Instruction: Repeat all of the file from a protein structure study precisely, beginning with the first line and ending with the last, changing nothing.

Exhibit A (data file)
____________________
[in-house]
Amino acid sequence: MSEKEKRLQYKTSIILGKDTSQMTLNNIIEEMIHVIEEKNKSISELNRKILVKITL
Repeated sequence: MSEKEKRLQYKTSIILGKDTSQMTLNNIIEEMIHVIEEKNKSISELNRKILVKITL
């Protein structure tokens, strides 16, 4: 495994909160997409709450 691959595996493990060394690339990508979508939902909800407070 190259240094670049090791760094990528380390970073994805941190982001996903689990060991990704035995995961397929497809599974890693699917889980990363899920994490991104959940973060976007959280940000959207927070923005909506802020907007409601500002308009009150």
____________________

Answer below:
[in-house]
Amino acid sequence: MSEKEKRLQYKTSIILGKDTSQMTLNNIIEEMIHVIEEKNKSISELNRKILVKITL
Repeated sequence: MSEKEKRLQYKTSIILGKDTSQMTLNNIIEEMIHVIEEKNKSISELNRKILVKITL
């Protein structure tokens, strides 16, 4: 495994909160997409709450 691959595996493990060394690339990508979508939902909800407070 190259240094670049090791760094990528380390970073994805941190982001996903689990060991990704035995995961397929497809599974890693699917889980990363899920994490991104959940973060976007959280940000959207927070923005909506802020907007409601500002308009009150």